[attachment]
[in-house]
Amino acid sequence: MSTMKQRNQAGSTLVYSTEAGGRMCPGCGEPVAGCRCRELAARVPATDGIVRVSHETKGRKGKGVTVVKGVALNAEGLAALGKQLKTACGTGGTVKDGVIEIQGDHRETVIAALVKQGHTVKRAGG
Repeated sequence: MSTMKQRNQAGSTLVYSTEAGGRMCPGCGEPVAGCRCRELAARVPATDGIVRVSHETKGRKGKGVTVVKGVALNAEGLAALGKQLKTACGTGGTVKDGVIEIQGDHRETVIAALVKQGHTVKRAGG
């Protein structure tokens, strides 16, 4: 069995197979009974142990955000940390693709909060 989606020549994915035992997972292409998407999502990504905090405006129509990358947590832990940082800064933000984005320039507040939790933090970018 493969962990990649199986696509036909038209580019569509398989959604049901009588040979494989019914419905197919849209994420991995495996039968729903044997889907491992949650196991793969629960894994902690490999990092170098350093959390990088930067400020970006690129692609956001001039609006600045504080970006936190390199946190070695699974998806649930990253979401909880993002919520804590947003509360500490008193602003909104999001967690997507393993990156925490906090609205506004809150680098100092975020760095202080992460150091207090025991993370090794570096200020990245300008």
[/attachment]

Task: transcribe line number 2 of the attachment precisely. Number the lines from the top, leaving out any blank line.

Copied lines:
Amino acid sequence: MSTMKQRNQAGSTLVYSTEAGGRMCPGCGEPVAGCRCRELAARVPATDGIVRVSHETKGRKGKGVTVVKGVALNAEGLAALGKQLKTACGTGGTVKDGVIEIQGDHRETVIAALVKQGHTVKRAGG